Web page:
Learning you have osteoporosis may leave you feeling anxious and even a little frightening — especially if the diagnosis stems from a painful fracture. About 10 million Americans, 80 percent of which are women, have the condition that occurs when bones become weak, brittle and likely to break. There’s no cure, but you can slow or even stop it with diet, exercise, drugs and lifestyle changes. Here are some steps:
Eat more dairy. The best way to get bone-building calcium is in low-fat and nonfat milk, yogurt and most cheeses. Certain green, leafy vegetables such as broccoli, kale and collards, contain calcium and vitamin K, which recent research suggests could help battle brittle bones. Vitamin D is important, too. The National Osteoporosis Foundation recommends doses:
Calcium. Women under 50 should have 1,000 mg; older women, 1,200 mg. Men under 71, 1,000 mg; older men, 1,200 mg. Note: Recent studies find excess calcium could raise the risk of dying of heart disease.
Vitamin D. Adults under 50, 400 to 800 IU; older adults, 800 to 1,000 IU.
Walk, don’t run. Weight-bearing exercises help preserve bone density and reduce the risk of falling, but high-impact versions — like running or jumping rope — can put strain on bones and raise the risk of a break. Walking briskly provides many of the same health benefits.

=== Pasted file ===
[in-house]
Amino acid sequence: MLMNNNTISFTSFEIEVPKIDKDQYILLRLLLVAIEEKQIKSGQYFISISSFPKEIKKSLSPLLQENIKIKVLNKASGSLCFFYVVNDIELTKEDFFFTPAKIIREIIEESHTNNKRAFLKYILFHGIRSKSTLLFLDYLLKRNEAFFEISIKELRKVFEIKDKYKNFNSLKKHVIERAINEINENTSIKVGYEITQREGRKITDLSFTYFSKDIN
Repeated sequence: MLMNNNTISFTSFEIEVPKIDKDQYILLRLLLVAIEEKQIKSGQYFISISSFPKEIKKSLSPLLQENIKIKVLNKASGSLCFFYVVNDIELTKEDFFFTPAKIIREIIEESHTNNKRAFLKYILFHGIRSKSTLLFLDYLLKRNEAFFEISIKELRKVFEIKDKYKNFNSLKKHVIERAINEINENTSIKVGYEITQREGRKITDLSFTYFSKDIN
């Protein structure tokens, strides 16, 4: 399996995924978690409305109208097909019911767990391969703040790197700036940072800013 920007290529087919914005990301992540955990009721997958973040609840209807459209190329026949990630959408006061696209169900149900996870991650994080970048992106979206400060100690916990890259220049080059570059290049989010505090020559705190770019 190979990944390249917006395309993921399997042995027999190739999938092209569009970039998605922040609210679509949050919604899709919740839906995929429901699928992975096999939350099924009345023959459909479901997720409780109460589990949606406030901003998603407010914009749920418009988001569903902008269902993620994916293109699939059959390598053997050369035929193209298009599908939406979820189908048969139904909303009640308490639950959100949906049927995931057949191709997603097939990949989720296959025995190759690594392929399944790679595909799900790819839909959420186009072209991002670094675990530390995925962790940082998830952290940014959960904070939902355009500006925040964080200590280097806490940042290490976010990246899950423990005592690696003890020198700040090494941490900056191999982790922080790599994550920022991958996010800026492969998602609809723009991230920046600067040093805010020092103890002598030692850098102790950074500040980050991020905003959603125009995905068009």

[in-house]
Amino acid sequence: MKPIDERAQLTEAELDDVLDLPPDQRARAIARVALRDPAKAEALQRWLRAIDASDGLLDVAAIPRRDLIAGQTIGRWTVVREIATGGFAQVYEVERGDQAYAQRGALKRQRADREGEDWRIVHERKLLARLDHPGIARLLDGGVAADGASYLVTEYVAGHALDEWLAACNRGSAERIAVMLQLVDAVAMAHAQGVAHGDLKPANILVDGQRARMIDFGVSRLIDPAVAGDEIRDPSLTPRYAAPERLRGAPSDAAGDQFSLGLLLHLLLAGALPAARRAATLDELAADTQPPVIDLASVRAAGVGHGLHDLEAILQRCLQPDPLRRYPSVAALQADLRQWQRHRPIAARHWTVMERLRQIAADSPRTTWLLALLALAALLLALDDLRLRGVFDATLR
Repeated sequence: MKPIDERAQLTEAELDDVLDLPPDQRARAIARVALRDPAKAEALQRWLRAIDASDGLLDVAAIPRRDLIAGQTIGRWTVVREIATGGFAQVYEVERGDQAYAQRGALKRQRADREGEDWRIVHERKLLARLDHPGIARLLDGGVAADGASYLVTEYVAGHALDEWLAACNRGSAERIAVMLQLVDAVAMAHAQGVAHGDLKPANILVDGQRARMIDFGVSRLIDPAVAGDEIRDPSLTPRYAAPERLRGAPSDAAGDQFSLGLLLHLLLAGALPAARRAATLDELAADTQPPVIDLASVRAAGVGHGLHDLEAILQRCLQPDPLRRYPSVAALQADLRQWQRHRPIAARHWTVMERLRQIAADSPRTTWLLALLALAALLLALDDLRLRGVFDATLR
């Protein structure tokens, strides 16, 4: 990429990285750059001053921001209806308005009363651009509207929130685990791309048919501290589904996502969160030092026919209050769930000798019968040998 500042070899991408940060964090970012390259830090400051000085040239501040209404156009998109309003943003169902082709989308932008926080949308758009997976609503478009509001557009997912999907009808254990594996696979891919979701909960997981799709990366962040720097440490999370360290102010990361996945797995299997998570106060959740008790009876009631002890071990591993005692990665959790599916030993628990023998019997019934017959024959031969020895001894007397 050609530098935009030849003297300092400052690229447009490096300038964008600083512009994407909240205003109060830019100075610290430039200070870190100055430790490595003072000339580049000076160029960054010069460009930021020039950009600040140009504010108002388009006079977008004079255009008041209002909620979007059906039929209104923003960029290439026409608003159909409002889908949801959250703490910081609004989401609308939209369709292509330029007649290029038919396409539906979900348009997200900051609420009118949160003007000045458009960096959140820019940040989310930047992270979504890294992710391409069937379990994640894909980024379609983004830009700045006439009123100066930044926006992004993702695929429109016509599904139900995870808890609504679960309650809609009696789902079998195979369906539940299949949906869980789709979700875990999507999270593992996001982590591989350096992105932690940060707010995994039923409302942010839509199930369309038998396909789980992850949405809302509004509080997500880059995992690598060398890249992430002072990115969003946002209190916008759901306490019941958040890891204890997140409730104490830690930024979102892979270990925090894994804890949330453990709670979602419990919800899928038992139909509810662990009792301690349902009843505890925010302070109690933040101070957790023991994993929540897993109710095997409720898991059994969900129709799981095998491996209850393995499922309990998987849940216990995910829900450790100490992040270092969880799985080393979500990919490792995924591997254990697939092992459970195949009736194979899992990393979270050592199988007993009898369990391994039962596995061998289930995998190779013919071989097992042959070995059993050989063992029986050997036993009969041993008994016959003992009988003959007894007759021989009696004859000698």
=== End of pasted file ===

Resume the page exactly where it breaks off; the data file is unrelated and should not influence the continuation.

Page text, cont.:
Consider medications. The most widely prescribed for osteoporosis are bisphosphonates, a class of drugs designed to slow or stop bone loss. Estrogen therapy can also help maintain bone density, especially when started after menopause, but it could increase a woman’s risk of blood clots, certain cancers and possibly heart disease. Talk to your doctor about these and other medication options, as well as potential side effects.
Fall-proof your home. Slips are a main source of fractures. Keep clutter off floors and rooms brightly lit; use skid-proof backing on rugs and rubber bath mats; make sure stairs have handrails; and swap stockings and socks for shoes with non-slip soles.
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